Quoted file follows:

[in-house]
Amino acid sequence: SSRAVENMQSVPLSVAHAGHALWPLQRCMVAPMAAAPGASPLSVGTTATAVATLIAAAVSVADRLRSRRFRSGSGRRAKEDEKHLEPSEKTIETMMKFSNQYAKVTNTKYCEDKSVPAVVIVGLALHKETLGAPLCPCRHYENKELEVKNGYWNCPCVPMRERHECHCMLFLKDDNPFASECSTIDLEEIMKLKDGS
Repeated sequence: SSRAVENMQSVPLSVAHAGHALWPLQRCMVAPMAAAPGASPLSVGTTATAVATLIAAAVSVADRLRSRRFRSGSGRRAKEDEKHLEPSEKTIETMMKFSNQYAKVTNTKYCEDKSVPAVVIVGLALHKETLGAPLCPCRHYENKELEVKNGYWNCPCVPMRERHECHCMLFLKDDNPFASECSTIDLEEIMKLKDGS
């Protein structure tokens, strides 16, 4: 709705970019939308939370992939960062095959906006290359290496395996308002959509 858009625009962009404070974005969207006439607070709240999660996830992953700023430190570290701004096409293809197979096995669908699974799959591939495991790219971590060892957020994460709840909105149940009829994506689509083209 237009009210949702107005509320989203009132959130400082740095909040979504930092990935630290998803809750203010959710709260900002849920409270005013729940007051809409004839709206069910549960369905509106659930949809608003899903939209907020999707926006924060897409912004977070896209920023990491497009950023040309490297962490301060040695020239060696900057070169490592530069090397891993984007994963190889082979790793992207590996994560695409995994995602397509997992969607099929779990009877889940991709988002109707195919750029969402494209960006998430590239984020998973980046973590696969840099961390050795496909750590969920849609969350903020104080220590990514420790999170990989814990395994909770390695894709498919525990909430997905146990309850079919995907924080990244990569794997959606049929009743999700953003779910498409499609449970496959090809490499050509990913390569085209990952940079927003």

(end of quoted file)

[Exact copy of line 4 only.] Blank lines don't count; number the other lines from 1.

């Protein structure tokens, strides 16, 4: 709705970019939308939370992939960062095959906006290359290496395996308002959509 858009625009962009404070974005969207006439607070709240999660996830992953700023430190570290701004096409293809197979096995669908699974799959591939495991790219971590060892957020994460709840909105149940009829994506689509083209 237009009210949702107005509320989203009132959130400082740095909040979504930092990935630290998803809750203010959710709260900002849920409270005013729940007051809409004839709206069910549960369905509106659930949809608003899903939209907020999707926006924060897409912004977070896209920023990491497009950023040309490297962490301060040695020239060696900057070169490592530069090397891993984007994963190889082979790793992207590996994560695409995994995602397509997992969607099929779990009877889940991709988002109707195919750029969402494209960006998430590239984020998973980046973590696969840099961390050795496909750590969920849609969350903020104080220590990514420790999170990989814990395994909770390695894709498919525990909430997905146990309850079919995907924080990244990569794997959606049929009743999700953003779910498409499609449970496959090809490499050509990913390569085209990952940079927003």